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Random thoughts about sound and vision.

Dancin' In The Key Of Life - La La Land review

You can't judge a songbook by its cover.

Take a glance at the poster. Watch the trailer or see the clips on TV. Surely it's all the evidence you need that La La Land is writer/director Damien Chazelle's valentine to the glorious Cinemascope musicals of the 1950s. And it is - clearly, unabashedly, unashamedly. To the film's benefit, however, Chazelle's love for them is not unconditional. 

After a rousing opening number (don't be late taking your seat), we meet the leads. Ryan Gosling is a frustrated jazz pianist. He's either playing standards to an unappreciative bar audience or slumming it in an '80s covers wedding band. Emma Stone works in a film studio cafe, dishing out the coffee and cookies whilst dreaming of starring in her own, one-woman show.   Boy meet-cutes girl and lo and behold, love is in the air. Gosling and Stone then dance and sing their way, in dizzyingly long takes, through L.A.'s most Kodak moment worthy locations, 

Credit: Dale Robinette

Credit: Dale Robinette

La La Land is a rarity - a film musical, with original songs, that hasn't come from Broadway and isn't animated. A musical stands (or falls) on his songs. Fortunately, Justin Hurwitz has composed a soundtrack packed with memorable tunes, the kind that you'll be humming all the way home. And then all the way back to the cinema for your second (or third or fourth) viewing.

What ultimately makes La La Land work so well is that, for each Technicolor fantasy moment (a hillside duet here, a gravity-defying waltz through the stars there), there's a sobering measure of back-down-to-earth reality. Two shots of happy, one shot of sad. It's most clear when late on in the film, Gosling and Stone come across a fork in the yellow brick road of their careers. The route that they choose is not one that would have been taken by the musicals of the '50s. It's this blending of sky's-the-limit fantasy and modern-day reality that makes La La Land such an irresistible movie. Chazelle doesn't shy away from real life - the joy and pain of being in a relationship and how that special person in your life can either raise your craft or hold back your ambitions.   

Truly wonderful, La La Land is a rush of sunshine, perfect for this wintry time of year.

Credit: Dale Robinette

Credit: Dale Robinette

Disorganized Crime: Live By Night review

This is not a hatchet job on Ben Affleck.

For the record, I think he's a decent actor. He was particularly good in Changing Lanes, Hollywoodland and Gone Girl. I liked all three of the films he directed before this one - Gone Baby GoneThe TownArgo. Solid, respectable efforts.  And let's not forget that he's won Oscars for direction and scriptwriting.

The guy's got talent.

However, little of this talent is on show in his latest,  Live By Night. To be blunt, Live By Night is a mess. A good-looking mess, sure, (it's handsomely photographed by Robert Richardson) but as a whole, this is a shockingly sub-par effort by Mr Affleck, who not only directs but wrote the adapted screenplay and takes the central role.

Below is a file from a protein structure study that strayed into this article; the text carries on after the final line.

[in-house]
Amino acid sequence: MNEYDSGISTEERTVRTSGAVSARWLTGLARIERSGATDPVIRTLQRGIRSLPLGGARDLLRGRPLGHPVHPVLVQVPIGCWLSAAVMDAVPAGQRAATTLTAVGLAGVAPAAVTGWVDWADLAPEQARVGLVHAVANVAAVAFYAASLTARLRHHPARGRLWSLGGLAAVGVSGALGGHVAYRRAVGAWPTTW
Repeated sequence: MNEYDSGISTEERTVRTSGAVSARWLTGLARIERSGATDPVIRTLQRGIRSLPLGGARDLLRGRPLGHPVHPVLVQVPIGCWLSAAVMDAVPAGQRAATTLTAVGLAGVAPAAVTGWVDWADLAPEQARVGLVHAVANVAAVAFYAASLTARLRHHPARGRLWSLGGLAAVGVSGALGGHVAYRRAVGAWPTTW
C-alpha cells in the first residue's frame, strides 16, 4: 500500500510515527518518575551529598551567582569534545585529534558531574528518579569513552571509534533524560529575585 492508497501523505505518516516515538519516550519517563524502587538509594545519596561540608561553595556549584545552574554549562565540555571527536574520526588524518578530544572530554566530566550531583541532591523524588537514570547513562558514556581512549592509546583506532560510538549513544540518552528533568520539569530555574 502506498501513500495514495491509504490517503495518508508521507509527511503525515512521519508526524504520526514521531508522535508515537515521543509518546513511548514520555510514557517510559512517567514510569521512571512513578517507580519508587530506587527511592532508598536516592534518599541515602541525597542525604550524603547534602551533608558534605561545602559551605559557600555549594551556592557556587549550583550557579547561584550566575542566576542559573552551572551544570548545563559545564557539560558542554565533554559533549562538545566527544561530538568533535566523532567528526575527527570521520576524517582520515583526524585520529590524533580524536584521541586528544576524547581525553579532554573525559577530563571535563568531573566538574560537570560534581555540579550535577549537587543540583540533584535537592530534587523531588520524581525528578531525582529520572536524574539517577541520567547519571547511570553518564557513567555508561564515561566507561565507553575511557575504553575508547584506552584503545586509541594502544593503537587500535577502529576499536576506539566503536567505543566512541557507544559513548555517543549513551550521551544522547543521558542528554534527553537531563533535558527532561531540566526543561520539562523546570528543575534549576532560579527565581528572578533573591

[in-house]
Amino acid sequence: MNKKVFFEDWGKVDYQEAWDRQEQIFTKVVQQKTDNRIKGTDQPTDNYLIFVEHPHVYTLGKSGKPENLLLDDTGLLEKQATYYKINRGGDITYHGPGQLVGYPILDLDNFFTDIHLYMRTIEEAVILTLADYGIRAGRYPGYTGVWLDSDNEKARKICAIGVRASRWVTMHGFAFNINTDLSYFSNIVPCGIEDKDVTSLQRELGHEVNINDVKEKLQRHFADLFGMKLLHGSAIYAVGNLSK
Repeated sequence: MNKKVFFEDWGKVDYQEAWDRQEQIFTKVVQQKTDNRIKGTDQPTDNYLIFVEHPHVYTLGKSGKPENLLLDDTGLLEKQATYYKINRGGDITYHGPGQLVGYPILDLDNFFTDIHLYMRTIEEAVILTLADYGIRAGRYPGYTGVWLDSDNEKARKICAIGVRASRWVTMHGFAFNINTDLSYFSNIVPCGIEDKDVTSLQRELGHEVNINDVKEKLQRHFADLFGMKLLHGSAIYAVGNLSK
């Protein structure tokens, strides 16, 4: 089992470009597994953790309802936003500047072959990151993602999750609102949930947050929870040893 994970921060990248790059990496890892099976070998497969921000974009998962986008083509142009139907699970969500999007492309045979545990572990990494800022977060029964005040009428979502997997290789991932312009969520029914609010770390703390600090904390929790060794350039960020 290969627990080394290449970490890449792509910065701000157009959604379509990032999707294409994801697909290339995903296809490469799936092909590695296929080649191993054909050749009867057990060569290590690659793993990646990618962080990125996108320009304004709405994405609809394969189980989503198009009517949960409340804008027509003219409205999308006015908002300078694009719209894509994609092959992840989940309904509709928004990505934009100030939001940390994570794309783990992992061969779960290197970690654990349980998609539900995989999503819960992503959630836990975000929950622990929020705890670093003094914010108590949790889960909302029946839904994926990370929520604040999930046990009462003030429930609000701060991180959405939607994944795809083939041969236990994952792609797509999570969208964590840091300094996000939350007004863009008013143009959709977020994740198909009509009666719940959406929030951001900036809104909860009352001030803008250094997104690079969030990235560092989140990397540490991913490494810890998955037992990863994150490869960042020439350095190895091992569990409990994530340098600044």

Ben Affleck as Joe Coughlin in Live By Night.

Ben Affleck as Joe Coughlin in Live By Night.

Night is an adaptation of the book by Dennis Lehane, who also wrote Gone Baby Gone. It starts off in Prohibition era Boston, with Ben's bad boy character having to relocate at short notice. He's in debt to one of the local gangster bosses and so is encouraged to go sort out some problems down in Florida .Once down there. Affleck's character starts butting heads with the Florida branch of the Ku Klux Klan, whilst his plans to build a sprawling casino are dangerously undermined by the local church.

Live By Night isn't a lively movie. Affleck sleepwalks through it, dressed to the nines but mumbling his lines. It's a sign of a bad film when the lead character is the most uninteresting one in the cast. The script (also by Affleck) is similarly dozy, with his narration clearly an attempt to paper over the cracks in the plot. There is a horrible, horrible plot contrivance in the third act - a bullshit coincidence that may well be in the book but one that Academy Award screenwriter and director Ben Affleck should have yanked out at first sight. 

This is a beautifully photographed facade of a gangster film, with no grit or guts under its glossy surface. It's a stumble for Affleck but the quality of his earlier films is surely enough to not write him off just yet.

Broken Glass

Short version: if you haven't already, go see The Revenant. It's the most astonishing cinematic experience you'll have had in years.

Long version (and full disclosure): I went into The Revenant with some trepidation. I had liked Birdman well enough but thought co-writer/director Alejandro González Iñárritu's choice of follow-up project was...curious, to say the least.